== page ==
Thursday, 16 February 2012

OGR Progress. Unit 4: Storytelling.

My keywords chosen from the envelopes of intrigue are, Executioner Egg Attic. I'm working through the storyboarding and scriptwriting pdf resources and enjoying the Disney character design sheets and the Big Bad Wolf storyboards.

I haven't given much thought to my essay as I haven't started on my film reviews, this is my plan for the weekend.

Here's what I have so far...

I want the character to have a big enough stature to appear imposing at the beginning of the scene, shrouded in his executioners garb carrying his axe (storyboard 1)

I then want their to be a sudden transition from executioner, to warm and fuzzy character, slippers and all who just wants his tea. He prepares his boiled egg and soldiers, carrying them up the many, many stairs to his Attic room. 

I want to establish the effort required to get upstairs to amplify the frustration he feels when he realises he's left his spoon down in the kitchen.

From here I can go in a few directions, all permutations revolve around his anger and desperation to eat. He could slam his fist into his egg in sheer disgust (storyboard 2). Take his axe and destroy his room in an effort to 'behead' it or use his axe to skilfully open his meal.

I have an awful lot of work to do but this feels like a good start. This work is all based around my first idea that grew from reading my magic words but because of them the story as I have it pretty much wrote itself.


  1. Hi Simon! Great start to Unit 4!! :D I really like the first designs with the slippers and tea. Maybe perhaps to show that he's an executioner he could wear an executioner's mask which he wears everyday even in bed?

    An idea I just thought of is that maybe instead of slamming his fist into the egg, he could maybe have trouble sitting down comfortably in the attic before eating due to his large size. The effort and trouble caused by his size ends up accidentally raising the table and the eggs falls to the ground. With the only food now on the floor he gets in full rage and "execute" things around the attic.

    Great start to the unit! Really like your storyboards especially the one that goes "Yaawaa!" very dynamic!! Keep it up!! :D

  2. Hey Simon - okay - lovely quality to some of these drawings - really like the double-take panel - very Raymond Briggs. Your story idea made me smile straight-away; the play-off against the opening set up of the executioner and all that it suggests, and then you have him trying to eat his egg and it gets all domestic - I like the ending too; he gets all the way up the stairs and then realises he doesn't have his spoon - and 'The End'. Your act 2 then is all about his increasingly desperate attempts to get into his egg; you probably need in the range of 3 sight-gags or similar - escalations of effort; it does feel to me at least, that him 'becoming the executioner' again and using his axe to behead the egg needs to be the final resort; and perhaps this could all be done as shadow play against the wall, complete with a drum roll...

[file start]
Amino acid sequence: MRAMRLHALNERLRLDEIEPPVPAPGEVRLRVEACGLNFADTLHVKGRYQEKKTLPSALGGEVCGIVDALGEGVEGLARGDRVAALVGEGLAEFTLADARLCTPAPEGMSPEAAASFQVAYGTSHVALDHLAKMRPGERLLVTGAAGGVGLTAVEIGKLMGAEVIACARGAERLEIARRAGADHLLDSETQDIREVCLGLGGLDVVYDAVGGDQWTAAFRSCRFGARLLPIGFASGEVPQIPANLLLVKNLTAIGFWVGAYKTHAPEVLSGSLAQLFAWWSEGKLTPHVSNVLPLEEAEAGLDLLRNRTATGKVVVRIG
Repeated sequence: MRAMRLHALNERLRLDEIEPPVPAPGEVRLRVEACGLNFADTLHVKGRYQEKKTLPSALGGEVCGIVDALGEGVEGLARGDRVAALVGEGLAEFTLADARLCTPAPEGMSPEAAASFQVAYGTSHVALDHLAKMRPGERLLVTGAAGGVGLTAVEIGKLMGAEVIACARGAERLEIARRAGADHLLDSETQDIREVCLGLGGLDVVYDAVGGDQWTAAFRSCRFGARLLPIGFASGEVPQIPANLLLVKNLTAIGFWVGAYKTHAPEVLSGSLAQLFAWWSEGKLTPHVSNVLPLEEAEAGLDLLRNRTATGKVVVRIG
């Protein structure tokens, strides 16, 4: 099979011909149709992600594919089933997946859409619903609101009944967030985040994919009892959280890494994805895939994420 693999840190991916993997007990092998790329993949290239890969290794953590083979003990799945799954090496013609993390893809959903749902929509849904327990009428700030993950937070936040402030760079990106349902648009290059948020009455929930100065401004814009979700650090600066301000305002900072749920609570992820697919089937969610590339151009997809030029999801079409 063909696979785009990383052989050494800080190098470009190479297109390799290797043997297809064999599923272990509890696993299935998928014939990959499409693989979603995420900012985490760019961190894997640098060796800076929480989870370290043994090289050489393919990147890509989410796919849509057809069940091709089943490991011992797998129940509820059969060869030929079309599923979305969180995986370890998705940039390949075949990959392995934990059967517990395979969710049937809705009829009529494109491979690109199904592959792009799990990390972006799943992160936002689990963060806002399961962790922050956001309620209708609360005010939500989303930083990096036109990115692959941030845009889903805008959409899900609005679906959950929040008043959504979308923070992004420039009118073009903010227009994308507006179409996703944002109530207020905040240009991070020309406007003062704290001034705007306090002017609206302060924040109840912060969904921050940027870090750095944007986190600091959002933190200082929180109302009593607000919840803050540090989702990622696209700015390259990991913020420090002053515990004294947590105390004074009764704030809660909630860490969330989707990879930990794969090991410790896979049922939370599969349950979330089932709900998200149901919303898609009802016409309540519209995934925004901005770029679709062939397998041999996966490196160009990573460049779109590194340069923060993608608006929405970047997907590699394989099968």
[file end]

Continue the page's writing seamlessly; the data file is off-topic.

In terms of your spatial relations - you'll need to communicate the distance between the kitchen and the attic room in act 1 - setting up the geography of the space. He's obviously in some kind of lodging house or similar, and your audience will need to be shown this somehow, otherwise we perhaps won't know why he's going upstairs to eat - and not eating in the kitchen. We also need to understand that there are many stairs between the kitchen and his room - to make the last joke with the spoon work. If, for example, you set this in a medieval castle for example, it might make sense to have the executioner living in the attic space in the top-most tower, and the kitchen being at the bottom of the building. In somekind of establishing shot, you'd need to give this spatial info away to your viewer. It's not exactly clear from your drawings where/when your story is taking place (you've got a modern looking mug in there); while anachronisms are part and parcel of comedic animation, it might help you to clarify your era and location, as this might help you in the design of everything else that follows.